"Eat, Pray, Love" author Elizabeth Gilbert steps back from the spotlight

After enduring the wild success of "Eat, Pray, Love," Elizabeth Gilbert now says she's retiring to a life of "slow fiction and even slower gardening."

Francois Duhamel/AP
Elizabeth Gilbert has enjoyed many benefits from the overwhelming success of her book "Eat, Pray, Love" – including a flattering portrayal of herself by Julia Roberts in the film version.

Eat? Been there! Pray? Done that. Love? Yawn.

Elizabeth Gilbert, author of the stratospherically popular memoir-turned-movie “Eat, Pray, Love,” is ready to move on. Really.

Gilbert delivered her final performance on “Eat, Pray, Love” at a New York Public Library talk last Thursday. It was, according to a NYPL announcement, her final bow: “[Elizabeth Gilbert will] speak in public for the last time about her 'Eat, Pray, Love' journey before retiring to a quieter life of, as she puts it, ‘working on slow fiction and even slower gardening,’ ” the announcement read.

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Gilbert's memoir-cum-travelogue-cum-inspirational-self-help-guide sold more than 4 million copies, dominated the top spot on the New York Times bestseller list for 57 weeks, was translated into over 30 languages, and of course, earned Gilbert a flattering film portrayal by Julia Roberts. But that whiz-bang success also made “Eat, Pray, Love” “synonymous with something very poppy and chick lit-y,” the author said in her NYPL talk, noting that for all its success, “Eat, Pray, Love” didn’t get the literary accolades her earlier works did. (“Pilgrims,” her first collection of short stories, was a finalist for the PEN/Hemingway Prize.)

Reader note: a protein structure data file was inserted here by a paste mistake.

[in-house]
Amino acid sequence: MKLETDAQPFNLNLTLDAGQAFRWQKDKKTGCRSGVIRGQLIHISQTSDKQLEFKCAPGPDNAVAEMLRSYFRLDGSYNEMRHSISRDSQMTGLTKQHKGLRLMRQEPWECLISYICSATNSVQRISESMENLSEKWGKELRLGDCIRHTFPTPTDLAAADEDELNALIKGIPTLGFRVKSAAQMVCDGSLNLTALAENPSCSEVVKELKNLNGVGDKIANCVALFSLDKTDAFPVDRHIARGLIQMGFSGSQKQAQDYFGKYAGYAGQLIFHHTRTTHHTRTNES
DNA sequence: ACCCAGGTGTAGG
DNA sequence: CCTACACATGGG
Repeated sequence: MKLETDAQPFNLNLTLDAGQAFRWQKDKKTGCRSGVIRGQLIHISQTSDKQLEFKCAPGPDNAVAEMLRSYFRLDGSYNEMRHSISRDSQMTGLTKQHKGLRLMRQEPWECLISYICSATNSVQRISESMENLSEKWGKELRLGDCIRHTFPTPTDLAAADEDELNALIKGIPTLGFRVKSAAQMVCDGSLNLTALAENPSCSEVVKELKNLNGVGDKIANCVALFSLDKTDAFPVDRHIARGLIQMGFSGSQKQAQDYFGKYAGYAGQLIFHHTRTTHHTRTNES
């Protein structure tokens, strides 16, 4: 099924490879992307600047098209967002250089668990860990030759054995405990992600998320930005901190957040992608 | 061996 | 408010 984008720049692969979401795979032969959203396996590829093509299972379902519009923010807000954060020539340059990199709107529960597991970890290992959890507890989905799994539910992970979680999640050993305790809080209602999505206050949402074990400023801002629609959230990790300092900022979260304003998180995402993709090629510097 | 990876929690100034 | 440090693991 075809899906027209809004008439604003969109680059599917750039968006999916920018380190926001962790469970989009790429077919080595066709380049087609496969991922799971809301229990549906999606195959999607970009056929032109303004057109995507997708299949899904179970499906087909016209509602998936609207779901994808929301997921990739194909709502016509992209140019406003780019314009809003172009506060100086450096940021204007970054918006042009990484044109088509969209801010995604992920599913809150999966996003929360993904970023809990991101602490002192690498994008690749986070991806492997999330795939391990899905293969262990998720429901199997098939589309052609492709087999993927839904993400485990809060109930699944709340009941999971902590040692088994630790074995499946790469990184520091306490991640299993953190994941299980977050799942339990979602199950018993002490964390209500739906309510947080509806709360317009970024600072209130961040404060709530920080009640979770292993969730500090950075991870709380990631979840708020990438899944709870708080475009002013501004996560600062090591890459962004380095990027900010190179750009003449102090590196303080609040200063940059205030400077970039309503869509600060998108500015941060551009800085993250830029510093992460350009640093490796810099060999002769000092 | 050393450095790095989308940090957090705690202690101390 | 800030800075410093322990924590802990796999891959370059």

After a hectic decade of personal and professional transformation, Gilbert says she’s ready to move into the slow lane and move back to fiction.

"I got my start as a fiction writer and haven't written fiction in over a decade," she told USA Today.

Her next work will be a historical novel about 19th-century botanists, which Gilbert is now researching.

“It's an oasis to return to fiction, and I love gardening, so it's a way for me to write about the thing I love the most right now,” she said.

Don’t hold your breath. She called the project “slow fiction,” saying “I’m in no rush” to finish.

“I'm ushering in this book and stepping out of the spotlight and retiring to a life of gardening and slow fiction.”

“Sow, Water, Wait,” anyone?

Husna Haq is a Monitor correspondent.

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